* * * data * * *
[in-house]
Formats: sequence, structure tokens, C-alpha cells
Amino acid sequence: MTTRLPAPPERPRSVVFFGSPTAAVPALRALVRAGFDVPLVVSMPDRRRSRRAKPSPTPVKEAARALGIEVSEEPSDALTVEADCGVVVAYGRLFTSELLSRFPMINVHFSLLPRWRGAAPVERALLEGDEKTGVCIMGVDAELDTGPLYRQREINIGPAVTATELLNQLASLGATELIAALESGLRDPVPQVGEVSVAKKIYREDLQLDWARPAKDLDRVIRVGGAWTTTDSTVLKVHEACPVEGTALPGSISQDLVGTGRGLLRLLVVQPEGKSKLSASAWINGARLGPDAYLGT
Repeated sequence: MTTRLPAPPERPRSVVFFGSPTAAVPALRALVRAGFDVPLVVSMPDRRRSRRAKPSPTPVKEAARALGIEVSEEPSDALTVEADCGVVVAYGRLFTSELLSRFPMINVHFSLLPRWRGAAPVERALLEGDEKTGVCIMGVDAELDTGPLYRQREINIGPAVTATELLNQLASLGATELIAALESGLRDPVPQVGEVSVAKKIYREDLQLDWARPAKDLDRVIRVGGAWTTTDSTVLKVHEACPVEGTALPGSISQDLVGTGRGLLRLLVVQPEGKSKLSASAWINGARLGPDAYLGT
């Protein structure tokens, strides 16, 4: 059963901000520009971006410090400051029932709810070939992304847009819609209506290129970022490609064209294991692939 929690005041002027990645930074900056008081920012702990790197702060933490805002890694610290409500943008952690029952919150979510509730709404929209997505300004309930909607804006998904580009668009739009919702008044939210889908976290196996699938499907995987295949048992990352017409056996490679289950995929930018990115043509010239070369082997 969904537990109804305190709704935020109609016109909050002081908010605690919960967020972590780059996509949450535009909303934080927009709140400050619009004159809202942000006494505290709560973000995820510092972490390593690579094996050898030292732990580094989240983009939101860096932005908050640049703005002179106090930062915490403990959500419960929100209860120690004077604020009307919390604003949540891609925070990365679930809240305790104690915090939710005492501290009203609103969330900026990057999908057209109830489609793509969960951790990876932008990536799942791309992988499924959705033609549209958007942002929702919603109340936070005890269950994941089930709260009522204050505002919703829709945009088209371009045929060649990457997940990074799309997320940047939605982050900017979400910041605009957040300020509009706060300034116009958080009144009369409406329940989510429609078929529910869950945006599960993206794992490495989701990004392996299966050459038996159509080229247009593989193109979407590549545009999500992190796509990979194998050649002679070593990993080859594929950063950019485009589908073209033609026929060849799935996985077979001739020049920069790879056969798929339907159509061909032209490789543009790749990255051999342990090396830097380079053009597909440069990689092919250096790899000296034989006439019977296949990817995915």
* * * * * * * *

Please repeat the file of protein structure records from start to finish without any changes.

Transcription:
[in-house]
Formats: sequence, structure tokens, C-alpha cells
Amino acid sequence: MTTRLPAPPERPRSVVFFGSPTAAVPALRALVRAGFDVPLVVSMPDRRRSRRAKPSPTPVKEAARALGIEVSEEPSDALTVEADCGVVVAYGRLFTSELLSRFPMINVHFSLLPRWRGAAPVERALLEGDEKTGVCIMGVDAELDTGPLYRQREINIGPAVTATELLNQLASLGATELIAALESGLRDPVPQVGEVSVAKKIYREDLQLDWARPAKDLDRVIRVGGAWTTTDSTVLKVHEACPVEGTALPGSISQDLVGTGRGLLRLLVVQPEGKSKLSASAWINGARLGPDAYLGT
Repeated sequence: MTTRLPAPPERPRSVVFFGSPTAAVPALRALVRAGFDVPLVVSMPDRRRSRRAKPSPTPVKEAARALGIEVSEEPSDALTVEADCGVVVAYGRLFTSELLSRFPMINVHFSLLPRWRGAAPVERALLEGDEKTGVCIMGVDAELDTGPLYRQREINIGPAVTATELLNQLASLGATELIAALESGLRDPVPQVGEVSVAKKIYREDLQLDWARPAKDLDRVIRVGGAWTTTDSTVLKVHEACPVEGTALPGSISQDLVGTGRGLLRLLVVQPEGKSKLSASAWINGARLGPDAYLGT
């Protein structure tokens, strides 16, 4: 059963901000520009971006410090400051029932709810070939992304847009819609209506290129970022490609064209294991692939 929690005041002027990645930074900056008081920012702990790197702060933490805002890694610290409500943008952690029952919150979510509730709404929209997505300004309930909607804006998904580009668009739009919702008044939210889908976290196996699938499907995987295949048992990352017409056996490679289950995929930018990115043509010239070369082997 969904537990109804305190709704935020109609016109909050002081908010605690919960967020972590780059996509949450535009909303934080927009709140400050619009004159809202942000006494505290709560973000995820510092972490390593690579094996050898030292732990580094989240983009939101860096932005908050640049703005002179106090930062915490403990959500419960929100209860120690004077604020009307919390604003949540891609925070990365679930809240305790104690915090939710005492501290009203609103969330900026990057999908057209109830489609793509969960951790990876932008990536799942791309992988499924959705033609549209958007942002929702919603109340936070005890269950994941089930709260009522204050505002919703829709945009088209371009045929060649990457997940990074799309997320940047939605982050900017979400910041605009957040300020509009706060300034116009958080009144009369409406329940989510429609078929529910869950945006599960993206794992490495989701990004392996299966050459038996159509080229247009593989193109979407590549545009999500992190796509990979194998050649002679070593990993080859594929950063950019485009589908073209033609026929060849799935996985077979001739020049920069790879056969798929339907159509061909032209490789543009790749990255051999342990090396830097380079053009597909440069990689092919250096790899000296034989006439019977296949990817995915």